Sears Canada trades for little more than 2x EBITDA and has a balance sheet with significant excess cash. The retailer is healthy and doing well. In Q3 2008, Sears Holdings quietly increased its stake in Sears Canada from 70% to 72%. Though a 2% increase in ownership seems small, the parent company’s acquisition of over 1.5 million shares is significant in my view because it is unprecedented and a large percentage of shares traded in the quarter.
Also, in December 2008, a “top up” agreement provided to Vornado in 2005 - and extended by an Ontario Securities Commission ruling to all minority shareholders who tendered in the failed going private attempt years ago -- expires. The implication is that Sears and/or Sears Canada will now be able to pay in excess of $18 per share (in a dividend, going private transaction, sale or any other means) to all remaining minority shareholders (now less than 28% of shares outstanding) without having to pay the same premium on the 16+ million shares that were tendered years ago.
I believe the combination of 1) an absolutely cheap stock, 2) a motivated and smart owner (Lampert), 3) significant and unprecedented insider buying by the controlling shareholder and 4) the elimination of a costly impediment to a transaction add up to make this a very attractive investment.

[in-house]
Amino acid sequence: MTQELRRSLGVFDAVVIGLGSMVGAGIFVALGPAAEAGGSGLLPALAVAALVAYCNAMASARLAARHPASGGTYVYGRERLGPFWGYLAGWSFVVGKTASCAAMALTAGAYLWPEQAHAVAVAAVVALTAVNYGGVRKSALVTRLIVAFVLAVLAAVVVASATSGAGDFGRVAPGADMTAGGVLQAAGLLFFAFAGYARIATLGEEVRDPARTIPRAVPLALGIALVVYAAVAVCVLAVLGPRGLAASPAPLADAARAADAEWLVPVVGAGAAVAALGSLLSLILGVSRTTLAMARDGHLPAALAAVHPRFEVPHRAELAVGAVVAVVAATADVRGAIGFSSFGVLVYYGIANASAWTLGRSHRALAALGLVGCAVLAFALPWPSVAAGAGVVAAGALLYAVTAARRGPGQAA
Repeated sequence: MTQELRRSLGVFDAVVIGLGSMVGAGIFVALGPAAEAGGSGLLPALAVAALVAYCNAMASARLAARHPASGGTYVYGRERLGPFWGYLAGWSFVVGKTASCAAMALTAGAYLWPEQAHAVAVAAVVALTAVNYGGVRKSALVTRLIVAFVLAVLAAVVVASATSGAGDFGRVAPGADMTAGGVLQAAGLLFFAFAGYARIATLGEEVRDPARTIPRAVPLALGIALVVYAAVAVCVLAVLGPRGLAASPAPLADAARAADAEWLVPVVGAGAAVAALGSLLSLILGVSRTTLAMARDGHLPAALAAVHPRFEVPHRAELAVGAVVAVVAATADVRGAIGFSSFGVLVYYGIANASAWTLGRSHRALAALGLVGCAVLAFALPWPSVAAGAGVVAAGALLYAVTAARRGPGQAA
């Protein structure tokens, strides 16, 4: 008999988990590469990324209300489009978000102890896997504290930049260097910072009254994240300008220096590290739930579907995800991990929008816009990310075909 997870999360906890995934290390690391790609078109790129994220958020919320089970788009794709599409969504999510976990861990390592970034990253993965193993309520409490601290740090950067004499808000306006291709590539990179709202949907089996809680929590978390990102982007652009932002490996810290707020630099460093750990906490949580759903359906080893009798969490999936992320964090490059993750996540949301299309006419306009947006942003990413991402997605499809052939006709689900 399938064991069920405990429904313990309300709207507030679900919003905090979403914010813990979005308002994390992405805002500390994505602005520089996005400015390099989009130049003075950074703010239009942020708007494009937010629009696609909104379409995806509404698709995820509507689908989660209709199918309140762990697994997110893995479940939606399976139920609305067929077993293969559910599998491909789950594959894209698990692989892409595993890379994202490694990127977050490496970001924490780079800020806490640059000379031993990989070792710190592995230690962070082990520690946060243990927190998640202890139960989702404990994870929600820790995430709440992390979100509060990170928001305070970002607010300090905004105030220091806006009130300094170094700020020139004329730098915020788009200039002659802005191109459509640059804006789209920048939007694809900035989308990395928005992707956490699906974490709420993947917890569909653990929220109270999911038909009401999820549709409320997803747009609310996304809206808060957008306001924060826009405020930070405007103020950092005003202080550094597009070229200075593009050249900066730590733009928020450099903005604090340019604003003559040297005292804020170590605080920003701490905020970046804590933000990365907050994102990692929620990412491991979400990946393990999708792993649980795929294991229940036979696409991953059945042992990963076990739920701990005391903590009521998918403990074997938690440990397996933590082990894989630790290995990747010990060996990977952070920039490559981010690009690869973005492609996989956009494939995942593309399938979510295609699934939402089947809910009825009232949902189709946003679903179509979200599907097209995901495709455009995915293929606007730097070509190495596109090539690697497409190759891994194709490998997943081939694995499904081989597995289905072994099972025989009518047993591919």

Please refer to my write up years ago on the company. The annual reports are excellent. Cash flow has improved over the years and Canada’s economy is healthier than that of the US.
The key risk in the investment is that Sears Holdings, acting through Lampert, treats minority shareholders poorly and/or does nothing.
The mitigating factors are the following:
Ackman’s Pershing Square now owns a majority of the minority shares outstanding and is reputationally incentivized to protect all minority shareholders as they have done in the past. Pershing Square acquired 673,500 shares in October 2008 bringing their stake to 18.63 million shares or 17.3% of shares outstanding.
In August 2006, the Ontario Securities Commission ruled in favor of minority shareholders. If Sears Holdings or Lampert attempted to squeeze out minority holders unfairly, I believe the Commission would be inclined to assist minority holders.
The business is doing well - 2004 EBITDA has increased from $390 to $495 million in 2007 and it is up again in 2008. Also, Sears Canada has significant excess cash amounting to approximately $500 million.
Expiry of top up agreement in December 2008, continued share repurchase, and potential for leveraged recapitalization/going private transaction/sale of company. Absolutely cheap valuation protects downside.